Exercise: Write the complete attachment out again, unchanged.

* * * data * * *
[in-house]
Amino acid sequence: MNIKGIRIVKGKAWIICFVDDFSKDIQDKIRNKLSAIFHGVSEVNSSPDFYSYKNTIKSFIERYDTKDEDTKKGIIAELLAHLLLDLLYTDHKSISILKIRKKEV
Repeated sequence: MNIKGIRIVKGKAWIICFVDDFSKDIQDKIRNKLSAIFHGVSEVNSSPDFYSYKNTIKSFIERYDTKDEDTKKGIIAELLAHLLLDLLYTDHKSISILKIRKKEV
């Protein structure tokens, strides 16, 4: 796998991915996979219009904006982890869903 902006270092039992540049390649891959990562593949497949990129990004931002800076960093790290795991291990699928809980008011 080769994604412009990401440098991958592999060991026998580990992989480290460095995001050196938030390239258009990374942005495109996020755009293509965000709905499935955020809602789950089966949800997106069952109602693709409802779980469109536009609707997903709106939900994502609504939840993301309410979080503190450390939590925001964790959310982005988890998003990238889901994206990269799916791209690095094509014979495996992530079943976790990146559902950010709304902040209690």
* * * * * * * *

[in-house]
Amino acid sequence: MNIKGIRIVKGKAWIICFVDDFSKDIQDKIRNKLSAIFHGVSEVNSSPDFYSYKNTIKSFIERYDTKDEDTKKGIIAELLAHLLLDLLYTDHKSISILKIRKKEV
Repeated sequence: MNIKGIRIVKGKAWIICFVDDFSKDIQDKIRNKLSAIFHGVSEVNSSPDFYSYKNTIKSFIERYDTKDEDTKKGIIAELLAHLLLDLLYTDHKSISILKIRKKEV
């Protein structure tokens, strides 16, 4: 796998991915996979219009904006982890869903 902006270092039992540049390649891959990562593949497949990129990004931002800076960093790290795991291990699928809980008011 080769994604412009990401440098991958592999060991026998580990992989480290460095995001050196938030390239258009990374942005495109996020755009293509965000709905499935955020809602789950089966949800997106069952109602693709409802779980469109536009609707997903709106939900994502609504939840993301309410979080503190450390939590925001964790959310982005988890998003990238889901994206990269799916791209690095094509014979495996992530079943976790990146559902950010709304902040209690």